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  • More people are flicking through facts over fiction
  • More people are flicking through facts over fiction
    Sebastian.gone.archi, Creative Commons (2013) ©
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Why we gave up novels for nonfiction

More people are reading nonfiction books than ever before, but they’re being savvier about who they choose to read and what they read about. How are hobby guides, self-help books and biographies changing to fit with contemporary readers’ interests? And what’s drawing people away from fiction?

Location North America / Northern Europe

Scope
In 2016, When Breath Becomes Air, the posthumous memoir of neurosurgeon Paul Kalanithi, garnered critical praise and topped best-seller lists all over the world. In fact, the only book that sold better on Amazon.com that year was Harry Potter and the Cursed Child. [1] Its success is representative of the growing appetite for nonfiction, with data from Nielsen BookScan revealing that adult nonfiction made the biggest unit gains among the major print categories in the US last year. [2]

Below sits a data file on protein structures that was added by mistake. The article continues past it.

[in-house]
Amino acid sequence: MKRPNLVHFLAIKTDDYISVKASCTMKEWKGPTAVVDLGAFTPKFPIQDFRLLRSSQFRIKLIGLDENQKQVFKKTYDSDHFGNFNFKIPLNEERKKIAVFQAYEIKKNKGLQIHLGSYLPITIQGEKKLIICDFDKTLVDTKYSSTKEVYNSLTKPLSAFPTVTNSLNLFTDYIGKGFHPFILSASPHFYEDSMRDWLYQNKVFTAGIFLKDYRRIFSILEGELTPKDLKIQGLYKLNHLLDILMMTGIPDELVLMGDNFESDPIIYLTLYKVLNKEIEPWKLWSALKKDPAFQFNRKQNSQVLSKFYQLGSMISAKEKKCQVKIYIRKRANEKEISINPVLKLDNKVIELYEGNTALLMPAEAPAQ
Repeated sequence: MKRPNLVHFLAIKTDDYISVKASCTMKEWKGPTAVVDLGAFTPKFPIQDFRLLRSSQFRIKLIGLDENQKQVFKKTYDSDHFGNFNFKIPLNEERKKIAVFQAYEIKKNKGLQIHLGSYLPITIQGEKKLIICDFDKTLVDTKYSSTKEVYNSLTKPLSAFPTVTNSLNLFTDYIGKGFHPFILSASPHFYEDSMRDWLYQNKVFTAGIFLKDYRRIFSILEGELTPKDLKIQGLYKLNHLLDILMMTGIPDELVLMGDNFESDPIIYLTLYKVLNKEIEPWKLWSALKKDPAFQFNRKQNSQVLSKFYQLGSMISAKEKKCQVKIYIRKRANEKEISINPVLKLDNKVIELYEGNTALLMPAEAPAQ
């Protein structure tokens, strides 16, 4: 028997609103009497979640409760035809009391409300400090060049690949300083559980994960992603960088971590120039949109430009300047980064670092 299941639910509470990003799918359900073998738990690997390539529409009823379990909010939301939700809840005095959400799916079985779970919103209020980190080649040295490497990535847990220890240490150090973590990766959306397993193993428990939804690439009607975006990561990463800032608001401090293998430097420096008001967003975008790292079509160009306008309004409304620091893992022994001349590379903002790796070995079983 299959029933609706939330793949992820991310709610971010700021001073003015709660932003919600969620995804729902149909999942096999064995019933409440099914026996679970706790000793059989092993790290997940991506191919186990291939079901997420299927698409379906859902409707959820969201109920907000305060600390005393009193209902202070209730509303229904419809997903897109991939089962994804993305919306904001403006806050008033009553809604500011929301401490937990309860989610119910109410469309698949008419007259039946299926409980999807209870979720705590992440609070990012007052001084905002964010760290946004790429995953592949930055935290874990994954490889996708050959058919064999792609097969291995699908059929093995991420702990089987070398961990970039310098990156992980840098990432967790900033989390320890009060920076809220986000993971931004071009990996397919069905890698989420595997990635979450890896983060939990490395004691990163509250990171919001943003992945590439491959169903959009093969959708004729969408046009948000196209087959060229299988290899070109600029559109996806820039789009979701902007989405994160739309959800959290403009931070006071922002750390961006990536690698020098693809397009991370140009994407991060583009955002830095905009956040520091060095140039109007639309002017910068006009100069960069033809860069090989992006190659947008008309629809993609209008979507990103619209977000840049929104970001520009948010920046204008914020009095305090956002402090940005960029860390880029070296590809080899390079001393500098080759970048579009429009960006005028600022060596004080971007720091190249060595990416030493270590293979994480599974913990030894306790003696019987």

While Americans may not be reading that many novels, they are reading more ...

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